The need may arise to use a nonstandard connection with a device. Such a need can occur when a Firewire connectible device is used in a USB connector or vice versa. An adapter is the most useful option for those who need to connect a Firewire device to a USB port or a USB device into a Firewire port.
Hub devices are designed to add additional ports to the computer via a USB interface. The hub hardware can connect the Firewire device and the computer when it is used through the hub hardware.
Firewire x USB – Crossover Cable
The next option is to use a Firewire to USB cable. These cables currently exist in one form: iEEE 1394, 4 pin iLink Firewire to USB interface. This works by using the same pins that are designed to provide power and data streams through the cable and into the appropriate connected device and computer. The device must be able to be configured for use with these alternative methods and may need additional drivers that the manufacturer does not have in order to work.
Note: These cables are designed to work with specific devices. They normally transfer video and data from digital cameras and other devices. Since with the proper configuration the iEEE 1394, 4 pin cables are compatible with the USB interface, it is possible to use these devices with USB ports.
The 6 pin iEEE 1394 Firewire cables’ design is trickier to crossover. Since the existence of 4 pin iEEE 1394 cables that convert to a 6 pin option exist, it is possible to get the same output to USB. The cable conversion that is done this way is not always perfect and an additional power boost may be necessary to transfer data between the device and the computer, since 6pin cables have an unregulated 30 volt power connection and the USB is only capable of providing 5 volts.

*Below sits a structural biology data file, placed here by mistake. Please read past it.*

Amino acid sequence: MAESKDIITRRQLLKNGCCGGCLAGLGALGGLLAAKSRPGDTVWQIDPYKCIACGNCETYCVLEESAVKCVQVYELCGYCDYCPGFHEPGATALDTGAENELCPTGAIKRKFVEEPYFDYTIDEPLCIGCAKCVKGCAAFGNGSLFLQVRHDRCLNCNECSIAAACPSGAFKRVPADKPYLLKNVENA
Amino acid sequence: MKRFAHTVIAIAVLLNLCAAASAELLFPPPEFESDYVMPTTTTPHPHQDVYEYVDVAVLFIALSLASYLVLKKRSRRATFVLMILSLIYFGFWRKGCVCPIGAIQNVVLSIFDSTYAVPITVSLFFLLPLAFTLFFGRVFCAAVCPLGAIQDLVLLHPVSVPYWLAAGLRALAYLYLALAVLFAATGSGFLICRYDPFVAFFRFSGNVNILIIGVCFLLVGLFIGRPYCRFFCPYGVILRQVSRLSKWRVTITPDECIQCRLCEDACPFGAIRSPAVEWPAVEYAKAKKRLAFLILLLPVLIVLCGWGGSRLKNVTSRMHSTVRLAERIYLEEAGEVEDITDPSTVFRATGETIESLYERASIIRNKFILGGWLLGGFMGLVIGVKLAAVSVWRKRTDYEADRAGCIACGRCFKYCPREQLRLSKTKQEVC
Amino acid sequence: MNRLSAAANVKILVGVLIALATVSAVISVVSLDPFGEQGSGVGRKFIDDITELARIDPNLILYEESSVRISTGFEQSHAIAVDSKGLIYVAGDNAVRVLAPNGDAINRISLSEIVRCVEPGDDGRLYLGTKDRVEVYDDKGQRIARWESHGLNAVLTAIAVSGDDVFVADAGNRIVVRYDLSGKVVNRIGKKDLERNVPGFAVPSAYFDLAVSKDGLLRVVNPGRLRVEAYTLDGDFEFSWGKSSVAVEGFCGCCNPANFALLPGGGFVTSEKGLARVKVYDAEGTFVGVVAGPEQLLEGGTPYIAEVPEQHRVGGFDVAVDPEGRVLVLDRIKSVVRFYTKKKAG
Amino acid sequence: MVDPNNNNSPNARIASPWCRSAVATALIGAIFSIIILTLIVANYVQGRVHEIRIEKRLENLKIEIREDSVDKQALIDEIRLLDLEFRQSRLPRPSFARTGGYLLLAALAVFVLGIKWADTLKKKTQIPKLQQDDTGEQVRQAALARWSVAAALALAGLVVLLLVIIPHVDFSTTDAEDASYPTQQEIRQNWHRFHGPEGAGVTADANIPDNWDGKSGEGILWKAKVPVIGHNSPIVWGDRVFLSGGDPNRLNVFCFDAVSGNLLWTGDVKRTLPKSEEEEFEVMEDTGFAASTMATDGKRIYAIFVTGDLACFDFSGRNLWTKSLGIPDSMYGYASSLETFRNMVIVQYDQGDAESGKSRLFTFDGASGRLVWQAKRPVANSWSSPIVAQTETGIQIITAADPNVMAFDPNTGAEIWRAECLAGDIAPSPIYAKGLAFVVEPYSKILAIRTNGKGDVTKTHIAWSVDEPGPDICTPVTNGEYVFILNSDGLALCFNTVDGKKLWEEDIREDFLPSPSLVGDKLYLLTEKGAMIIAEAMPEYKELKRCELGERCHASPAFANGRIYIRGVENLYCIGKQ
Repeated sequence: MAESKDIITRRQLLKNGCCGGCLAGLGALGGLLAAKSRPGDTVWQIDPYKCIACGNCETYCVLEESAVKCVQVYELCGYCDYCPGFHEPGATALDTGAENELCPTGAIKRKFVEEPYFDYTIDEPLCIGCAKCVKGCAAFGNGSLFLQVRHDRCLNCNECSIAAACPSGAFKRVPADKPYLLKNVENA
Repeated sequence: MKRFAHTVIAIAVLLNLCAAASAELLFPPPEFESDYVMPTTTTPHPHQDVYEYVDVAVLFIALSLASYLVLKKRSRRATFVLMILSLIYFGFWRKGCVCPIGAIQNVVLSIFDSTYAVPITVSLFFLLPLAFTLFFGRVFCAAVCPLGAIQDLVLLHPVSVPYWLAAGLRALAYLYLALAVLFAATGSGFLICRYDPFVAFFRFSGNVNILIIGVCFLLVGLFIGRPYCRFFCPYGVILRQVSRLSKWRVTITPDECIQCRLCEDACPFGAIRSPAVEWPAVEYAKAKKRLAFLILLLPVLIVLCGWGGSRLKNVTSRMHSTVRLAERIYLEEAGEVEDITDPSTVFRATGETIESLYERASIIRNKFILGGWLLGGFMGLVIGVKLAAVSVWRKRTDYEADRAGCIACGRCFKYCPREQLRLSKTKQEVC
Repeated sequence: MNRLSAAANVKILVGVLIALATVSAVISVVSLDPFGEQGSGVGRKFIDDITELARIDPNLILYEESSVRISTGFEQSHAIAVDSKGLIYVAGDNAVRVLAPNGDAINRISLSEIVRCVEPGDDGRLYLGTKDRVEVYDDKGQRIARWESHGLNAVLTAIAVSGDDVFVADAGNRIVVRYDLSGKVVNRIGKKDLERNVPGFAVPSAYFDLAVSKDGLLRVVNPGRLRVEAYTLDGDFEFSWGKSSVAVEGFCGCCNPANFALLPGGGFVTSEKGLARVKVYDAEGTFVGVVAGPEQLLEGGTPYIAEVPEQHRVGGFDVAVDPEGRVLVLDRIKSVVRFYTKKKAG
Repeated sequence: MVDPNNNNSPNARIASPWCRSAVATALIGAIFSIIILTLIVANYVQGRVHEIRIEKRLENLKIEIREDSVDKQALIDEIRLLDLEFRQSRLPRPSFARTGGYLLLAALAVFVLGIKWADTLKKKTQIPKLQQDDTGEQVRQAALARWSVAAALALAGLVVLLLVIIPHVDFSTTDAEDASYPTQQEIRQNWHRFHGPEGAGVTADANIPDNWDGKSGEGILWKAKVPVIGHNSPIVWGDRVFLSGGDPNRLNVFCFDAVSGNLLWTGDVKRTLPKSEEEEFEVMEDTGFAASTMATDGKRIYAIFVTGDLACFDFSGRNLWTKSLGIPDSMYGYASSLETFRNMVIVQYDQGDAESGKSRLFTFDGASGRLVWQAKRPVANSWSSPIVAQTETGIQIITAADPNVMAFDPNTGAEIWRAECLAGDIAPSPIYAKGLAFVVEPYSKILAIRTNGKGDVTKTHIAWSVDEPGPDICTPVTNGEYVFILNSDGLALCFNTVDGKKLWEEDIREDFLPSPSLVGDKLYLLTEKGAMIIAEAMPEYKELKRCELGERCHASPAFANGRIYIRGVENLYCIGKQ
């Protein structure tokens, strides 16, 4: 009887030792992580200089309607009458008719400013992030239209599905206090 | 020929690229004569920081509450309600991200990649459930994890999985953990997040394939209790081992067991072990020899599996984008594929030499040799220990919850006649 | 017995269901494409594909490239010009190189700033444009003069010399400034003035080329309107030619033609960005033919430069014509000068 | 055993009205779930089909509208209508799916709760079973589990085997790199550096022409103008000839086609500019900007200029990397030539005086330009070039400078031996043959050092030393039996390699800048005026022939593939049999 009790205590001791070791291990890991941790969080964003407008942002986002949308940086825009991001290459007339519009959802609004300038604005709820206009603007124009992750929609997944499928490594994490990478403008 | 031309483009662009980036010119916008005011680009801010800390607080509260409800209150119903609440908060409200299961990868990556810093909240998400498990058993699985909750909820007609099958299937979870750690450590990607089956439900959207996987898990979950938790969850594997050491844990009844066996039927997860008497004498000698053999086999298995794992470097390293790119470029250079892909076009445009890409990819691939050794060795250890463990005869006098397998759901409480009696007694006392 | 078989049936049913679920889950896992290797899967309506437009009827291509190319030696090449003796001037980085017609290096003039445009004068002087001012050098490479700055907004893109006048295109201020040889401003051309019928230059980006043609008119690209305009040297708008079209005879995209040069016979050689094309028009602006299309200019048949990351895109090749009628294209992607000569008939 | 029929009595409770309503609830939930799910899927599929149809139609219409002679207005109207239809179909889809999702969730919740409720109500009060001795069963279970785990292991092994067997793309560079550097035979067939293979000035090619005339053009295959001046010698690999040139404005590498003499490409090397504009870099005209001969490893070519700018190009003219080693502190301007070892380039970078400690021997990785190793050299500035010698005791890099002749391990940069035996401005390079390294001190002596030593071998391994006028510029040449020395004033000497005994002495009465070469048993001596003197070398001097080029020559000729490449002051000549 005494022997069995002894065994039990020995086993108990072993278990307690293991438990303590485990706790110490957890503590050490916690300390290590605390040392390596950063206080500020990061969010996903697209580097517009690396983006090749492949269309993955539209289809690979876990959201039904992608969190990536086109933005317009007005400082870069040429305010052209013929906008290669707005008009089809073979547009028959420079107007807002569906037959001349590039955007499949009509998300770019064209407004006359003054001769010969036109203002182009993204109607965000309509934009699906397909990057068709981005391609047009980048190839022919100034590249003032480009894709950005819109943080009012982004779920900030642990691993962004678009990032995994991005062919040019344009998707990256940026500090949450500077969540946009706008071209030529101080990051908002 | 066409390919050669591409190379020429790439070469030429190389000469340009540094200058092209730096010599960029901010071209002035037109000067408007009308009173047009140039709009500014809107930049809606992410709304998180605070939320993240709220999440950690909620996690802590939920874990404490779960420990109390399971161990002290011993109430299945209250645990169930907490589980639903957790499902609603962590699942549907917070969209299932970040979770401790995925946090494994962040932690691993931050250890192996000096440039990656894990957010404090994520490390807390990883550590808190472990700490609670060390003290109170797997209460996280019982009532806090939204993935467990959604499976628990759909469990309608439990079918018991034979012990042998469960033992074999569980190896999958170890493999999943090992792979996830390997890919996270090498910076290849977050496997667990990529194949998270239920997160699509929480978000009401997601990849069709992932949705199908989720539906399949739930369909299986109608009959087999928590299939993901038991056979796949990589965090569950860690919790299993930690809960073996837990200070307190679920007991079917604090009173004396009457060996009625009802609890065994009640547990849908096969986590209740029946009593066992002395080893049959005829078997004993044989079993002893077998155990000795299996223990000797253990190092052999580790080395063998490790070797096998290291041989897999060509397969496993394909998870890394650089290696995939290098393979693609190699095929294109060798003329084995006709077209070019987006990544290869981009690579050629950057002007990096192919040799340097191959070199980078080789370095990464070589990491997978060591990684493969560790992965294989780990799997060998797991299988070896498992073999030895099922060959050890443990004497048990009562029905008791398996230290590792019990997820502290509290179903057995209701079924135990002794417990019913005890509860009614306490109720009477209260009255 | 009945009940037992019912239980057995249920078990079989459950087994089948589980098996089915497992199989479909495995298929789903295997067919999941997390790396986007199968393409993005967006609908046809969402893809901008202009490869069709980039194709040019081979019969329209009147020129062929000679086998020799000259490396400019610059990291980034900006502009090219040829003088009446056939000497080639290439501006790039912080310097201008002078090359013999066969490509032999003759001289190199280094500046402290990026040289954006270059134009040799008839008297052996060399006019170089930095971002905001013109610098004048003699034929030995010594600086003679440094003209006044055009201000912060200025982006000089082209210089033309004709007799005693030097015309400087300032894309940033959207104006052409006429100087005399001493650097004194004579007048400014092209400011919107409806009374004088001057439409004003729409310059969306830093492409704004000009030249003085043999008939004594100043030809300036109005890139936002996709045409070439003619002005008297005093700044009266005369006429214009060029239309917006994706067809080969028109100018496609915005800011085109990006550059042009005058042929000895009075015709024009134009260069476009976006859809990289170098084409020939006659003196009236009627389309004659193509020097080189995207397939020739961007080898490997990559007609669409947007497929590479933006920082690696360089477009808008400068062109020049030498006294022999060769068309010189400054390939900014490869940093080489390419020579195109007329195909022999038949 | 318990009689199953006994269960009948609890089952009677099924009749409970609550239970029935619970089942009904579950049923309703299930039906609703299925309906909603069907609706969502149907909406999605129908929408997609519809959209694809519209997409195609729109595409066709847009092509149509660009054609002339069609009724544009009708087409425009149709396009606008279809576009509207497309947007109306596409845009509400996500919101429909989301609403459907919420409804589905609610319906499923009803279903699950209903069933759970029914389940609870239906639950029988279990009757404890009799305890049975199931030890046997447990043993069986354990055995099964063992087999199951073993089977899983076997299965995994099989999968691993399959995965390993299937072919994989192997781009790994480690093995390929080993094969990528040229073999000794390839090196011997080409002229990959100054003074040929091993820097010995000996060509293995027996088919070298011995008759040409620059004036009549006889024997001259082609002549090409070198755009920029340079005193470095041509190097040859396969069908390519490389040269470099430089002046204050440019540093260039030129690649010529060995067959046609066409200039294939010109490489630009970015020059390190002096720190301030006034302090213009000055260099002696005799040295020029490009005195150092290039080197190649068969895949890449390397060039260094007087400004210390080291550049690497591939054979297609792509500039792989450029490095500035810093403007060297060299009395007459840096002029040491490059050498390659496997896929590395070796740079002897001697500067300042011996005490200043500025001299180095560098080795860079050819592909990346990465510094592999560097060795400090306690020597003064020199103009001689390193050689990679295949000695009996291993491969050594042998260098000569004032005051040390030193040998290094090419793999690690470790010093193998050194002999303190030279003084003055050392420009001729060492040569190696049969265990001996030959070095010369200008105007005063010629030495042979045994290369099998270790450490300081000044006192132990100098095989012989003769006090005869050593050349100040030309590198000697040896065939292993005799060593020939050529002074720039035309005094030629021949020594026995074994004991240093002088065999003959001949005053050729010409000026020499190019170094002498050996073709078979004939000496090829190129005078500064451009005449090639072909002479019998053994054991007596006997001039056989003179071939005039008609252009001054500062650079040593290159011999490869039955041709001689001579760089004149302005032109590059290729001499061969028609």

Express Card Designs
Another option is the express card, which can be used with a laptop/notebook that has the available slot. Once the card is inserted, it provides slots for the USB and Firewire input that the operating system can access through specialized drivers. These express cards allow the user to gain access to additional ports.
Small Adapter Types
Smaller adapters that basically reroute the USB’s 4 pin design into the 6 pin design for the Firewire interface can be used and will allow many of the Firewire’s functions to be available. Although the Firewire is a non-standard device when used in the USB port, it can still be utilized in several different ways. It is common to use a converter and adapter from a user connection that is a non-standard device.
Remember that not all devices are designed to work via adapters and may not be accessible unless there are proper device drivers that make it possible to get the correct data signals from the cables through these non-standard interface types.
The Speeds of Each Data Stream
Since USB and Firewire are so different, it is important to note the speed that each uses and the expected amount through crossing over.
A USB typically works at speeds of 480Mbit/s in the USB 2.0 format. Firewire is capable of 400Mbit/s speeds but may be considered faster because of the type of connections it makes. Firewire connections are based on peer-to-peer architecture while a USB’s is based on master-slave architecture, which is naturally less efficient in terms of speed.
When Firewire is forced to run over USB, there is a noticeable speed difference in accessing the device. There is no speed increase and the user may notice even slower connections when used properly, due to the processing power needed to convert the signals.
Each streaming data option is different and the processes needed to provide the proper connections can be much slower unless the proper hardware is used. A card based express reader is one of the most common options for an effective Firewire addition to a Laptop without a Firewire port. Of course, PCs and other devices lacking the Firewire port may need to use the proper converter adapter that is available.